A Solution for Indiana’s Same Sex Wedding Cake Controversy



The narishkeit coming out of Indiana has been such an embarrassment of riches that it took Jewdar this long simply to know where to begin.  First of all, there is the sheer hypocrisy of it all (more specific hypocrisy later).  Jewdar remembers a few years back when Somali Muslim cabdrivers in St. Paul-Minnesota were refusing to take passengers to liquor stores, and how justifiably irate many commentators were on the matter.  It was pointed out, quite rightly, that someone providing a service can’t simply decide to use their religious beliefs to justify denying that service to some people whose practices are offensive to those beliefs.  And yet here we are eight years later, and the same chorus of commentators is shocked, shocked that anyone would even suggest that good, God fearing people should have to provide services that would violate their good, God fearing beliefs.  Suddenly, the same people who were horrified at the imposition of one system of religious law based on an old Middle Eastern holy book are insistent on the right of people to impose a different system of religious law based on an old Middle Eastern Holy book.  I would love to have somebody explain the difference between the Muslim cabdrivers and the Christian bakers; something tells me the explanation would be extremely unsatisfying.


Then there is the wonderful lesson this all provides in the difference between “morals” and “ethics.”  To sum it up, morals represent your personal values, what you see as right or wrong.  Ethics, by contrast, represent what’s right or wrong in specific contexts.  Thus, for example, while most people would say it is immoral to deny a child with a terminal illness a treatment that could save him, a physician conducting a clinical trial may have to do just that, giving some kids placebos.  As a rule, we don’t say that he is acting immorally by possibly letting a child die; it is understood that there are other considerations.  By the same token, one may have a moral objection to taking people to liquor stores or providing same sex couples wedding cakes, but as a matter of ethics, once you have taken it upon yourself to provide a service, you are obligated to provide that service to anyone.  To clarify, Muslim bodega owner is under no obligation to sell beer; once he decides to sell it, though, he has to sell it to anyone over the age of 20; he can’t deny it to Muslims.  By the same token, while you don’t have to run a bakery, if you do, it is unethical to deny your services to people who you find objectionable.  A Jew can’t refuse to sell a cake to an intermarried couple.  A Catholic can’t refuse to sell a cake to a divorced Catholic who is getting remarried (which, by Catholic law, would make him an adulterer).  And a Protestant, Catholic, Jewish or Muslim baker can’t refuse to sell a cake to a same sex couple.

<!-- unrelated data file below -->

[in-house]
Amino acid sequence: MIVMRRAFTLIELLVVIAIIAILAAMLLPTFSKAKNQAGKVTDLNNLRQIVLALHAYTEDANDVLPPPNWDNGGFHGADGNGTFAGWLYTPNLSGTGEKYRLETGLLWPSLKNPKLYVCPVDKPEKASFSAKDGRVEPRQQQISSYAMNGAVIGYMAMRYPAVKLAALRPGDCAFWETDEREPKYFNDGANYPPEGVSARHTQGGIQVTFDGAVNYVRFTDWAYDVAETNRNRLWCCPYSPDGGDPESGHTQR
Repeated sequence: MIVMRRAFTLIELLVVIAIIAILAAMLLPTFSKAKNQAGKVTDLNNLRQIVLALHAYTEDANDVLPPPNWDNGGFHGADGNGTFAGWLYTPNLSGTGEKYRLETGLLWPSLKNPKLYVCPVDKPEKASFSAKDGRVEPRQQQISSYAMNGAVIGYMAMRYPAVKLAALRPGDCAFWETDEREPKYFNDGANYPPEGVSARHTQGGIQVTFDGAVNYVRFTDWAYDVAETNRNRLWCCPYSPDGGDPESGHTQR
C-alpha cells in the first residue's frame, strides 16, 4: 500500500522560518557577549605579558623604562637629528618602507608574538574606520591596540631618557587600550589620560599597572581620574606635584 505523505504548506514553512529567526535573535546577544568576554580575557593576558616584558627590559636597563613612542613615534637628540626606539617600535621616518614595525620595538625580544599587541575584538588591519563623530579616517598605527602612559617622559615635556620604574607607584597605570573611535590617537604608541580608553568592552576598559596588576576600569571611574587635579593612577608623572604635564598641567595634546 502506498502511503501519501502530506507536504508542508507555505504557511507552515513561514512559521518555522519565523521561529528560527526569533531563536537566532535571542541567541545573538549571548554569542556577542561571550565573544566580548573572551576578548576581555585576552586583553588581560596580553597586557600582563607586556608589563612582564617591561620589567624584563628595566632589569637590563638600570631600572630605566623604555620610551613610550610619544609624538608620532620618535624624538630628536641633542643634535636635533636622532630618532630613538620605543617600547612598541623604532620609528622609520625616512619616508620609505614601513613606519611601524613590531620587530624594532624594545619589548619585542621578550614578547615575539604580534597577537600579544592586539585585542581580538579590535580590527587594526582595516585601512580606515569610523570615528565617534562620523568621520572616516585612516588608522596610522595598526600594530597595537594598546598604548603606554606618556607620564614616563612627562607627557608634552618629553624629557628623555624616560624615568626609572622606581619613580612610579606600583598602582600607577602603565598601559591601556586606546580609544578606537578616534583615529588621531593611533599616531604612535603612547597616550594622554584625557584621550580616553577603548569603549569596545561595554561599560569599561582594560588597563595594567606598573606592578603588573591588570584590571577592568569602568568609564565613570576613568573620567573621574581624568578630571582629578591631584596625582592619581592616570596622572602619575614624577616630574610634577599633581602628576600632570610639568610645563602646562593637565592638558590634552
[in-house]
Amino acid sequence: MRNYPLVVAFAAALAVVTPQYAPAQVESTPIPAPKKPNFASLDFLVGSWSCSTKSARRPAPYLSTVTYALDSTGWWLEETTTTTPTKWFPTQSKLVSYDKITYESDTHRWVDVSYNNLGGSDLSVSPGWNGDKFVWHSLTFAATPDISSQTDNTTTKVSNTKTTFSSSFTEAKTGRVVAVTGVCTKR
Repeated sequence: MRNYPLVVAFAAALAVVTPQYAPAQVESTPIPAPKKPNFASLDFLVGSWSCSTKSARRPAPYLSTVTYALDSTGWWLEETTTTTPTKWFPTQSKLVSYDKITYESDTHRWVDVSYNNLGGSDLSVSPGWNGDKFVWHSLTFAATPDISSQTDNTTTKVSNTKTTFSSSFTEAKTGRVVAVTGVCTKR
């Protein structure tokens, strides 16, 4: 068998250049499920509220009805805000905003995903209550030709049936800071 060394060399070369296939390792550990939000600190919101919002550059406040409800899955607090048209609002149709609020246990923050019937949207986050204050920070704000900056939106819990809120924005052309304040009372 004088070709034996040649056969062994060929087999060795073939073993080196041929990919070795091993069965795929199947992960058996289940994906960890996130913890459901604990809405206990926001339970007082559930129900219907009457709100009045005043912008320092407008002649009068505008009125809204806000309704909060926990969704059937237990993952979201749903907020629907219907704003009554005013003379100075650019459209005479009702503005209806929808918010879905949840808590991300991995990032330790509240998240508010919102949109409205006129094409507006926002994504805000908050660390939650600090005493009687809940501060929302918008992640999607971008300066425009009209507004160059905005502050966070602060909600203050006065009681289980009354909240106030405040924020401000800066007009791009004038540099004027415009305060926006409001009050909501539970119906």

Then there is the political hypocrisy of Republicans, who of course insist ad nauseam that government should  stay out of the economy and let the market regulate itself, passing a law to protect certain economic behaviors.  I know, I know, this sort of thing is common enough, but what’s particularly galling is that there actually is a very simple and effective market solution that already exists, which brings me to my last point.


The Indiana law is simply another example of our once great nation’s downward spiral into crybabiness.  I know that Indiana is part of the Midwest, but when Jewdar was a lad in Wisconsin, we understood that refusing to do your job to the best of your ability was seen as a negative thing.  Failing to provide a proper good customer service didn’t make you a martyr, it made you a bad business owner.  And as for martyrdom, we vaguely recall a time when men of principle were willing to accept the consequences of their actions;  that was, in fact, the mark of being a man of principle.   Thus, we recommend a simple and perfectly legal solution to this whole problem, one that respects the rights of consumers to receive the same service regardless of who they are, but allows business owners to make a moral statement, all without a single law passed.  All people need to do is put up a sign in their store saying something along the following:

“We promise to provide all of our patrons with the same quality of service.  However, due to our moral objections to same sex marriage, we pledge to donate ____ percent of anything we earn from same-sex weddings to [insert name of organization opposed to same sex marriage, gay rights or whatever].”

And that’s it.  Nobody is denied service.  Nobody is allowed to deny service.  People of faith are allowed to express their moral principles and objections to same sex marriage.  But Jewdar can pretty much guarantee that no same-sex couples will buy cakes from them.  And let’s face it; if a same sex couple did buy a cake knowing that it would lead to a donation to Focus on the Family, how gay could they really be?

What do you think?

About The Author


The Tel Aviv-born, Milwaukee-bred Jewdar has a bachelors' from the University of Wisconsin, a Masters from NYU, and an Honorable Discharge from the US Army, where he spent two years as an infantryman in the 101st Airborne Division. He's the co-author of "The Big Book of Jewish Conspiracies", the Humor Editor of Heeb Magazine, and a watcher of TV. Smarter than most funny people, funnier than most smart people, he lives on the Lower East Side with his wife and two sons.

Leave a Reply

Your email address will not be published.

This will close in 0 seconds